SW corner King and Washington Sts. Officially chartered in 1743, this is the oldest continuous congregation in town. In the early 1780s, the congregation built a log church on the corner opposite the present site and shortly thereafter replaced it with a frame building on the same site. When the frame building burned in 1831, the church traded its former lots for the current site. The structure dates from 1836. A plain red brick building, it has a belfry and cupola atop the front gable. As the largest building in town at the time of the Battle of Antietam, the church served as a primary hospital for the wounded. During much of the 19th century, across King Street on the south side of Washington and near the Town Run, a large building known as the Virginia House served as the home of the Fayman family, makers of wool and fur hats.


  • Shepherdstown Presbyterian Church
    Shepherdstown Presbyterian Church
  • Inside of the Shepherdstown Presbyterian Church
    Inside of the Shepherdstown Presbyterian Church

While the Presbyterian Church was officially chartered in 1743, the German and Scotch-Irish population settled the area in the early 1700s and the Donegal Presbytery provided a supply minister to the Pack Horse Ford Church (otherswise known as Shepherd’s Town). The Shepherdstown Presbyterian Church was the first officially recognized Christian Congregation in Shepherdstown[1].

In 1780, Abraham Shepherd gave the Church the two adjoining properties at the southeast corner of King and Washington Streets (the sight of the Post Office). The lots No. 166 and 188 were from Washington Street to Church Alley. The first church building was a log structure built in the 1980s. In 1776, a Church near Shepherdstown received a minister, but they could not afford to keep him, so they contracted with Shepherdstown to split the cost. Unfortunately, this match was not ordained by the Donegal Presbytery, so the minister, Dr. McKnight, was recalled and sent to Gettysburg, PA[2].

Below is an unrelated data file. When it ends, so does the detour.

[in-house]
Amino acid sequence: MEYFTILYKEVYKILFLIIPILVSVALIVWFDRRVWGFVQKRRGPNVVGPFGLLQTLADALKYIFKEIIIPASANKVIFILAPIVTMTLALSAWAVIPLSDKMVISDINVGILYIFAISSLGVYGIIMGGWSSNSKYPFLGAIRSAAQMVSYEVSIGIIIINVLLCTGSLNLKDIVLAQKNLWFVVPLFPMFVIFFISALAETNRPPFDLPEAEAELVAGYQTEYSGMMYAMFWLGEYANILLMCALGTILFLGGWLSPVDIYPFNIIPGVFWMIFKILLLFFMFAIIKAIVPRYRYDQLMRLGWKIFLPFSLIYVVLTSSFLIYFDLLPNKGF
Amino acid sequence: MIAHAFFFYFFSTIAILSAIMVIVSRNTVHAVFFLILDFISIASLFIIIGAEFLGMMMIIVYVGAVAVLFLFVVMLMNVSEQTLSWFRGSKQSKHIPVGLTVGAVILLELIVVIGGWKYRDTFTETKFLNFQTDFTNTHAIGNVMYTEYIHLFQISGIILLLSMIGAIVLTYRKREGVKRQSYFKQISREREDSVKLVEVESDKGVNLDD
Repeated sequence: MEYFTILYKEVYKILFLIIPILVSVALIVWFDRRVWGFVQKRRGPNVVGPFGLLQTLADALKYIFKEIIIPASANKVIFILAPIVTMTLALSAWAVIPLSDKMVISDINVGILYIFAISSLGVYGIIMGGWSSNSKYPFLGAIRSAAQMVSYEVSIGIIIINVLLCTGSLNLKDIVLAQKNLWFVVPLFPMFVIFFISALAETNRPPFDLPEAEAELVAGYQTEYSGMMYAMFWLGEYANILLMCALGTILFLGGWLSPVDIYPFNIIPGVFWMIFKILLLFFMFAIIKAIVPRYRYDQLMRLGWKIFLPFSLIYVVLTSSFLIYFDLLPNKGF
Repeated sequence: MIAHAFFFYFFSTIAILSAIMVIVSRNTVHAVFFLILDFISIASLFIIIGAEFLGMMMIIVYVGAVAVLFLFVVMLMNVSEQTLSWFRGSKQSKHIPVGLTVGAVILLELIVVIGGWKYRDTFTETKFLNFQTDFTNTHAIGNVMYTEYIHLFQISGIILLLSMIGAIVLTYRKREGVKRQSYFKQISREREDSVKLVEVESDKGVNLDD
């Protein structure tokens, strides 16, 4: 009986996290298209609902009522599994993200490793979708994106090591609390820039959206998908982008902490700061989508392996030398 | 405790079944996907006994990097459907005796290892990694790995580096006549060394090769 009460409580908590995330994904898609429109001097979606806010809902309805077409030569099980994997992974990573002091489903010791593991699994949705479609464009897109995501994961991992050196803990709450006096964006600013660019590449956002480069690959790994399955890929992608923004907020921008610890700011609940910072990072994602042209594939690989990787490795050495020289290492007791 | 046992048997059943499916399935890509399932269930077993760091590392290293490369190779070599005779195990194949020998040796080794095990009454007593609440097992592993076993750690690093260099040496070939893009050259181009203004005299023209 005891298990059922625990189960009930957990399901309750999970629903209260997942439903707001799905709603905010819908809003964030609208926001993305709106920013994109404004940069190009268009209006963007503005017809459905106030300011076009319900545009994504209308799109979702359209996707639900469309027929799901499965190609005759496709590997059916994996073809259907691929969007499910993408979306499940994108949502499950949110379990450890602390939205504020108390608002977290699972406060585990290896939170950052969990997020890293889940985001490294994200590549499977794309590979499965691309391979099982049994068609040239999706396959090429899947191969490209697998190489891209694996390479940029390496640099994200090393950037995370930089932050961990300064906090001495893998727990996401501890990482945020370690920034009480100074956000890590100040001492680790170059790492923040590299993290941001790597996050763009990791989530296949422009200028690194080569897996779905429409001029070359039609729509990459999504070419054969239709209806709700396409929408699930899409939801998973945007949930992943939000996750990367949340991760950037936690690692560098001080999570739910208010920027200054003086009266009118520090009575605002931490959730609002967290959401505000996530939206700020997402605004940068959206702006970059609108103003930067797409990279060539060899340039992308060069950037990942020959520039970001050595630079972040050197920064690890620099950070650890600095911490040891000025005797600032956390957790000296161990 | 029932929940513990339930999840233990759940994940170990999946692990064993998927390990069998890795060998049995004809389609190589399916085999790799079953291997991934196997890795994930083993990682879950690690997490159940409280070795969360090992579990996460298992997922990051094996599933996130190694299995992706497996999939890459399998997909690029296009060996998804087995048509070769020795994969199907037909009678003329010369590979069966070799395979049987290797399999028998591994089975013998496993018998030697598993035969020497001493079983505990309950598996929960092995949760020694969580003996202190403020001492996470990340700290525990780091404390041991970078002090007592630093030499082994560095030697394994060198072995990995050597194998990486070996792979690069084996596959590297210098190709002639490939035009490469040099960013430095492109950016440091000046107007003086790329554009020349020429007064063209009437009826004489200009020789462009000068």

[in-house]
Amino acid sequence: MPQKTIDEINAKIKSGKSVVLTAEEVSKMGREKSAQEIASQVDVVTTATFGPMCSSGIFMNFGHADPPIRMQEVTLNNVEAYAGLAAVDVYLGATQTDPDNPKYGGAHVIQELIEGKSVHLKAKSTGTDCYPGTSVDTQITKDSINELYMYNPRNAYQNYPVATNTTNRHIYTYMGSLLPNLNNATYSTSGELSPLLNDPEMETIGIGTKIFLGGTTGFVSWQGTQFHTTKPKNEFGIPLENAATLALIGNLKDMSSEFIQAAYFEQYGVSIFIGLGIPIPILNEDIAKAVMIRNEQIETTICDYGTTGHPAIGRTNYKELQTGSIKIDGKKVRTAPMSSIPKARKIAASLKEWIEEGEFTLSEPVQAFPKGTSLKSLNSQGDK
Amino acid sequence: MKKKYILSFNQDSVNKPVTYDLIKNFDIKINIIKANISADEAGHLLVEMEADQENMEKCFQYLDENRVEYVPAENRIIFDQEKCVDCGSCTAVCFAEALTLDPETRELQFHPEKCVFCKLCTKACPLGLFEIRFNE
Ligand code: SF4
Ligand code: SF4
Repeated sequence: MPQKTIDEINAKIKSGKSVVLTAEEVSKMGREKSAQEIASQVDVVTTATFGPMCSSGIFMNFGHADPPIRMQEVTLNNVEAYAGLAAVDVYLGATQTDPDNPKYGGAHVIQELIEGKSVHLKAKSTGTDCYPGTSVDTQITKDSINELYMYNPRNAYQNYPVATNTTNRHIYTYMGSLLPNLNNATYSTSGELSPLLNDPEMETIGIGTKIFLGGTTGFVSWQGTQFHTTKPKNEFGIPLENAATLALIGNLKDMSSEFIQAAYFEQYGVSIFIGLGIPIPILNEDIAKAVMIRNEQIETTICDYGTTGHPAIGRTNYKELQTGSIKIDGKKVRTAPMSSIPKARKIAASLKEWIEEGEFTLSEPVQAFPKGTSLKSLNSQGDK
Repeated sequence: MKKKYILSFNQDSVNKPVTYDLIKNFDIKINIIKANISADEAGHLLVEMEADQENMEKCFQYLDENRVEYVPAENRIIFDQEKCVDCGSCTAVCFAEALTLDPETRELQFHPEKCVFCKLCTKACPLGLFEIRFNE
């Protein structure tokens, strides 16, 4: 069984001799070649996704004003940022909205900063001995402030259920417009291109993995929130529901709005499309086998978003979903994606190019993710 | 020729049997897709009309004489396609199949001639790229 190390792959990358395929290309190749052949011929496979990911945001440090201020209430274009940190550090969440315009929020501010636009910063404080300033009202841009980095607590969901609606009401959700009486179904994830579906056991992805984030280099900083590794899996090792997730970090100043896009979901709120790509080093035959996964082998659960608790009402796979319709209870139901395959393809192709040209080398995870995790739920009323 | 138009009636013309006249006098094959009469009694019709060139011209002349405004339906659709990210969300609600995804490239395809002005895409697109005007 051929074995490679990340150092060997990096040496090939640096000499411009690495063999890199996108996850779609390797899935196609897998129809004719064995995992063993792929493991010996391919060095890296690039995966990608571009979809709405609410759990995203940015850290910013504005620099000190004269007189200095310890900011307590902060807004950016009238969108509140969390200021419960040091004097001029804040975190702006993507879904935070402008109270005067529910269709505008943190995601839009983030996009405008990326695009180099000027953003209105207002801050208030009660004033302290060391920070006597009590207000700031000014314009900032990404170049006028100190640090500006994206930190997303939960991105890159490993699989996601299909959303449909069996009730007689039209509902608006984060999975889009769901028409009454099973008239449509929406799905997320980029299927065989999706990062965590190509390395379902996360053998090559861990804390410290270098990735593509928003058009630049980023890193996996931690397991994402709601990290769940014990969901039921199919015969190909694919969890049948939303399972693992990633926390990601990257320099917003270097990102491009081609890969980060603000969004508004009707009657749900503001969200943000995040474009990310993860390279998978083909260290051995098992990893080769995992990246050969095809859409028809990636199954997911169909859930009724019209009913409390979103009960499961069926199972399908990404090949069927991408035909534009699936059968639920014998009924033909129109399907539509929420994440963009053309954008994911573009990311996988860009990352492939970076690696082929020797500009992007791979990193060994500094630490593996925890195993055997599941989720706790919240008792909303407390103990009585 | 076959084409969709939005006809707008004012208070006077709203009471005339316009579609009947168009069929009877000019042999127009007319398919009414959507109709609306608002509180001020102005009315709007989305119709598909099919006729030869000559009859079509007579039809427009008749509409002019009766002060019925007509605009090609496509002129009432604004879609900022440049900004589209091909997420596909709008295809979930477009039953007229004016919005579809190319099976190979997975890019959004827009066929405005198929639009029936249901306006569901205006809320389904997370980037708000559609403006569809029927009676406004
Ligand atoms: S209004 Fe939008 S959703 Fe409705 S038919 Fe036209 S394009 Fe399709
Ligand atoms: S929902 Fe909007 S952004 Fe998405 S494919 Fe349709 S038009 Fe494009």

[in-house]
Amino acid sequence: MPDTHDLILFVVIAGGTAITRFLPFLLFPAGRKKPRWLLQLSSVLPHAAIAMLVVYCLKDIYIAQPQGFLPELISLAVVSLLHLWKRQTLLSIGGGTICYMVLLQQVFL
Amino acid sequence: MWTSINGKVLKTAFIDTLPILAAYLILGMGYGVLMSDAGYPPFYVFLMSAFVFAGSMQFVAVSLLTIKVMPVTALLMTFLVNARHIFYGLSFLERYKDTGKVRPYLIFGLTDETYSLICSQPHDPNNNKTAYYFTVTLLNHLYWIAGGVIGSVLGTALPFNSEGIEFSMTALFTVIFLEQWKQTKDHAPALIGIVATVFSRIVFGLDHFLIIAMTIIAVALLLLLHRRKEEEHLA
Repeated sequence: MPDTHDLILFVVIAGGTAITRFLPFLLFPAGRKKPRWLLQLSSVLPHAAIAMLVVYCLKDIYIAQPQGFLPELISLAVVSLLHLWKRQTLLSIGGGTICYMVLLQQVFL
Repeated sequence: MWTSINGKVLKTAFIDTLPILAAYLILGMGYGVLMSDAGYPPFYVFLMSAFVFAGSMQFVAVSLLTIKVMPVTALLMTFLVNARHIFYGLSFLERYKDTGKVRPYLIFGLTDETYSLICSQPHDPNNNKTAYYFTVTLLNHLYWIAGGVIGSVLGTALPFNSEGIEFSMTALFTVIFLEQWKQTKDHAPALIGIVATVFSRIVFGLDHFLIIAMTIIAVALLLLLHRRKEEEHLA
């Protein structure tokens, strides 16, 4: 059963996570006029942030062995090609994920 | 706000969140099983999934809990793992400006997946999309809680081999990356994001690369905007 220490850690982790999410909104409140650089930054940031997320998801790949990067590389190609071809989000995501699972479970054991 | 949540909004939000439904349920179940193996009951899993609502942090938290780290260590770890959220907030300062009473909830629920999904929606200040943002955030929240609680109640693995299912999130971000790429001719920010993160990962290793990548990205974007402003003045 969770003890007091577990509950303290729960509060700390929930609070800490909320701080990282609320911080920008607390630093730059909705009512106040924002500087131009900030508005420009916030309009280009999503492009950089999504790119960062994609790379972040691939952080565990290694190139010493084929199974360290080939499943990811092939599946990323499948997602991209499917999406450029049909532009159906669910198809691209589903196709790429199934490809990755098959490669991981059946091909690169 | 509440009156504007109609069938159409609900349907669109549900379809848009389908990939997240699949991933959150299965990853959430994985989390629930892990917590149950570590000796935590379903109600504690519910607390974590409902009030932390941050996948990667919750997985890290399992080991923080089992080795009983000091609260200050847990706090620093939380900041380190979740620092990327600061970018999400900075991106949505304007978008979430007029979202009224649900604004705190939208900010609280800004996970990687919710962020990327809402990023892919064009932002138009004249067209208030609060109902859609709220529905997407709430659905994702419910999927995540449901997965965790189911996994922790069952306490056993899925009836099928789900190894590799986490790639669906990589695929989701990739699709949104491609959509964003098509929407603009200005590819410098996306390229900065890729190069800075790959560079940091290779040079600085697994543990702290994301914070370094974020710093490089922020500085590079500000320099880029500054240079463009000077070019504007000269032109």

Reverend Moses Hodge became the first pastor at the Shepherdstown Church in October of 1787. In the 1790s, the Virginia Assembly allowed the Church to raise money for the construction of a proper church. Revered Moses Hoge resigned his position in Shepherdstown in 1807 and Reverend John Matthews was installed as pastor. In 1831, the church building burned down. The Trustees traded their lots 166 and 188 for the lot 167 across the street and built the present church in 1836.

The Presbyterian Church also divided between Old School and New School philosophies. The Shepherdstown Presbyterian Church joined the Presbyterian Church in the Confederate States of America. After Antietam, the building became the largest hospital in town. Since the war, the Church has purchased numerous organs, renovated their pews, and updated the sanctuary.

In September 2000, Reverend Patricia Donohoe was ordained and installed as the first associate pastor and the first female to receive a call from this congregation.[3]  

[1] Price, James C.. History of the Shepherdstown Presbyterian Church. Shepherdstown Presbyterian Church. http://spcworks.org/Article.asp?article_id=1689

[2] Price, James C.. History of the Shepherdstown Presbyterian Church. Shepherdstown Presbyterian Church. http://spcworks.org/Article.asp?article_id=1689

[3] Price, James C.. History of the Shepherdstown Presbyterian Church. Shepherdstown Presbyterian Church. http://spcworks.org/Article.asp?article_id=1689.

History. Shepherdstown Presbyterian Church. https://www.shepherdstownpresbyterian.org/about-us/history.

Price, James C.. History of the Shepherdstown Presbyterian Church. Shepherdstown Presbyterian Church. http://spcworks.org/Article.asp?article_id=1689.